ISTANBUL — The horrors unfolded in front of Mert Akbalik in the arrivals hall of the airport shortly after he finished his shift.
He pointed to where he said the gunmen entered Istanbul’s international airport, where he hid, and where he saw shattered glass, pools of blood and one of the worst terrorist attacks in Turkey’s modern history.
He also pointed to the signs of resilience. By Wednesday evening, less than 24 hours after the attack, the glass and blood had been removed. Amid a heavy police presence, passengers hurried to catch flights that mostly resumed after delays and cancellations. Construction workers shouted as they repaired ceiling panels that had been blown out in the suicide attack.
“We have to come back to work today. We have to show that we will not be stopped by these monsters,” said Akbalik, an 18-year-old employee at the airport’s Sbarro pizzeria who witnessed the incident after leaving work to catch a shuttle back home.
At least 41 people were killed and more than 200 wounded in an attack that involved at least three attackers who stalked passengers and airport staff with semiautomatic weapons before blowing themselves up. The victims were mostly from Turkey but included at least 13 foreigners.
This nation has been badly shaken by this and a string of other recent attacks linked to Kurdish separatists and the Islamic State. Turkish officials suspect Tuesday’s incident to be the work of the militant group, but there has been no claim of responsibility.
Faisal Rashid blamed Islamic State militants, which also overran much of his country of origin, Iraq, two years ago. In bone-white shorts, the 15-year-old stood in the departures area on Wednesday evening with his mother, father and 6-year-old brother, Mostafa.
They were supposed to pass through Istanbul the previous evening, after flying from Sweden, where the family now lives.
They prepared to check in for a flight to the Iraqi city of Sulaymaniyah. They should have landed there last night, but then the bombers struck.
“Suddenly there were hundreds of people running toward us, screaming, ‘run!’ ” he said. “We didn’t know what to do. Somebody just broke open a door, and then we ran outside into the airport. We were hiding near the planes.”
As he spoke, people from dozens of countries speaking various languages chatted, pulled luggage and tried to move on with their lives.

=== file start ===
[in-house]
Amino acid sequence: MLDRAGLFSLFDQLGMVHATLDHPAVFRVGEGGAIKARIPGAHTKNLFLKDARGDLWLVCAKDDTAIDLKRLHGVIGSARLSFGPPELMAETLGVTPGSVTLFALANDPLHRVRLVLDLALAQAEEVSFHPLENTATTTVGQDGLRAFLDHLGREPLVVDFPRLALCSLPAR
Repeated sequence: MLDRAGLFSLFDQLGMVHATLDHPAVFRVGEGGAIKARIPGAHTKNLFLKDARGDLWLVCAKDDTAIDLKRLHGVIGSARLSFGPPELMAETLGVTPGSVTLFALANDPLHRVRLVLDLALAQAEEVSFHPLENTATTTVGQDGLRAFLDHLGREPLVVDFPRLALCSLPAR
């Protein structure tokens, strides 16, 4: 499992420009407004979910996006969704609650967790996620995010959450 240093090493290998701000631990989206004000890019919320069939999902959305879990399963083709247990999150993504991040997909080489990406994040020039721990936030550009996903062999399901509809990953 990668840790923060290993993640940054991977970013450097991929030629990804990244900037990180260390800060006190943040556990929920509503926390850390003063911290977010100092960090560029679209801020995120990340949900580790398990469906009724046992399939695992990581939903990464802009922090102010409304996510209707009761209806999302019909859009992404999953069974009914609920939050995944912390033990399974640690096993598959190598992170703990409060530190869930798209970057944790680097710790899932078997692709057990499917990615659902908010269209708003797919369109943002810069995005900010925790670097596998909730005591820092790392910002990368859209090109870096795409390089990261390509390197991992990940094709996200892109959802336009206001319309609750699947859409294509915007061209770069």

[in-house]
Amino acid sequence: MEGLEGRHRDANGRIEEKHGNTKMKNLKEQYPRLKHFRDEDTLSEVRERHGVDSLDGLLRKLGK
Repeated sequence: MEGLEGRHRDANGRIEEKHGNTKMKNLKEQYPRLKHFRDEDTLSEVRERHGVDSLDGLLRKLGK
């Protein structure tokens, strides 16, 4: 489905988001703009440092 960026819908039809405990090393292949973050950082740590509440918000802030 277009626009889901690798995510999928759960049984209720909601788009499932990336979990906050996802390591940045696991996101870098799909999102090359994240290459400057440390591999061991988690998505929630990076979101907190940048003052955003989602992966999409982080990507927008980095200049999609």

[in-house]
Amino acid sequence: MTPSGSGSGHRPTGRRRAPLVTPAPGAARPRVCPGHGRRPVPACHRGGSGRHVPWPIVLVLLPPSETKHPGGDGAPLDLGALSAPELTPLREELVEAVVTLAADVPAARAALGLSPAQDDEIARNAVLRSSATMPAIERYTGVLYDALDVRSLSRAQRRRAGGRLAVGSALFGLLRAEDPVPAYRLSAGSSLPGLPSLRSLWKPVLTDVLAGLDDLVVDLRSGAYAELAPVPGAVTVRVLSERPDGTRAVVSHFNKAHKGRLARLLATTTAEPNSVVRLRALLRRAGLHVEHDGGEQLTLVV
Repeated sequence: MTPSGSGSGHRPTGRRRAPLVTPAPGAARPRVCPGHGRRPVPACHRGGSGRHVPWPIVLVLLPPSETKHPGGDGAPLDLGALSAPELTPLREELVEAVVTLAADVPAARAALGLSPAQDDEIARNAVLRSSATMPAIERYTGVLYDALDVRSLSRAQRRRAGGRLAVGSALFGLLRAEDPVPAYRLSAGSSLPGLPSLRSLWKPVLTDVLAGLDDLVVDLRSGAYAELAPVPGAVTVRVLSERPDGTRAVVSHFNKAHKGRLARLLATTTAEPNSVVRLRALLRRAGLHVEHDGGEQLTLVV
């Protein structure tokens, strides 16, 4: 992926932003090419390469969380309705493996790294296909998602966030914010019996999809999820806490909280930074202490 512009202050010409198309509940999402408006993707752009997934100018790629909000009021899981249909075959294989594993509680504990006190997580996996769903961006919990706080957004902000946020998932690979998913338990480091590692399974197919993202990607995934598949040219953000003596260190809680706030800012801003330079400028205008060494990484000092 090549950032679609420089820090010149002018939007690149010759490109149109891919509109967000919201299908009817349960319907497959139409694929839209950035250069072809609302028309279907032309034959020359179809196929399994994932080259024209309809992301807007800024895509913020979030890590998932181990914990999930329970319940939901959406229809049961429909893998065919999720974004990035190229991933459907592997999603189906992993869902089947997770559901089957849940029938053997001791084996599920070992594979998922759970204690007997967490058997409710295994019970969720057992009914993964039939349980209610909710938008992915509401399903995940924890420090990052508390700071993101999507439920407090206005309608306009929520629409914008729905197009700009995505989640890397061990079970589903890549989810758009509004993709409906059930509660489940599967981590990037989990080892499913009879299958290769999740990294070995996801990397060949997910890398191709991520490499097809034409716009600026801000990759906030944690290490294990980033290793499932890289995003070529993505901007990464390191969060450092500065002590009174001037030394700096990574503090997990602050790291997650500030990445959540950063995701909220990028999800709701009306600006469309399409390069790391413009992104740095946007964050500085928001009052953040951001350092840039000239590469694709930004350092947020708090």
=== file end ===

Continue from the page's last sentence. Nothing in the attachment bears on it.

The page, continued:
Faisal described the chaos, and his fear.
So did Mostafa. “There was blood, guts. It was on the floor,” he said.
His mother, May, put her arms around him.
Over the past year, scores of suicide and other attacks have targeted tourists, security personnel and even peace activists. Hundreds of people have been killed.
Some expressed suspicion of the extraordinary number of Syrian refugees — nearly 3 million — who reside in Turkey. Syria’s civil war has been a major driver of unrest in Turkey. The conflict has helped the Islamic State carve out territory in Syria, and it has aggravated separatist sentiment among Turkey’s large minority of Kurdish citizens.
“I’m not blaming Syrian refugees for this attack. But there are so many of them here, and it would be easy for some of these people to be manipulated by extremists,” said Engin Karakas, a Turk in his 30s who arrived in Istanbul from Ukraine on Wednesday.
Airport authorities sealed off a large section of the departures area that was damaged by another suicide bomber. Employees prevented journalists and passengers from taking photographs of the disabled check-in kiosks, which were marred by the blast.
Hanging over the area were two Turkish flags and a massive banner displaying the visage of Mustafa Kemal Ataturk, Turkey’s first president who is revered here as a George Washington-like figure.
By Wednesday evening, flights appeared to be arriving and departing with fewer problems, but delays continued to affect some.
Mattias Gunzer had just arrived on a flight from Tel Aviv, where he attended a medical conference. He was supposed to make a connection in Istanbul on Wednesday, but his flight to Germany was postponed to Thursday. He would not venture beyond the airport, he insisted.
“There’s no way I’m going inside Istanbul. I’m afraid, of course,” said Gunzer, 47, who lives in the German city of Düsseldorf.
Even as many people tried to go on about their day, airport employees mourned fallen colleagues. A picture of a woman named Ozgul Ide and her colleague hung from the shuttered entrance to Simit Saray, a cafe in the arrival hall where one of the assailants blew himself up. A group of people looked at the memorial photograph of the two, who were killed during the incident. One woman was crying, her hands cupped around her mouth and nose.
Only a day before, Aynur Olmez, another employee at Sbarro, recalled running into Ozgul.
Olmez, 38, struggled to hold back tears.
“We’re sad. We’re scared. I knew her. I knew a lot of them,” she said as she finished an evening shift. She was about to break her day-long fast for Ramadan, the Islamic holy month.
Olmez had the day off on Tuesday.
At the time of the attack, she said, her son, Abdulkadir, 18, was on his way to work a shift at the Caffe Nero in the arrival hall. And her brother, Regep, also works at the airport as a shuttle driver. He had just driven a group of passengers away from the airport when the assailants began firing into the crowds of people, she said.
“My family, all of us, are lucky that we were not hurt. It’s incredible that none of us were even here at the time of the attack,” Olmez said. “I can’t explain it.”
Olmez roughly translates in English as “immortal.”
As she spoke, she flipped through photographs on her cellphone of people who were wounded in the attack. One man lay in a bloodied T-shirt, his eyes open but lifeless. Another man was crumpled on his side.
“It’s horrible what happened to us,” she said.
Zeynep Karatas contributed to this report.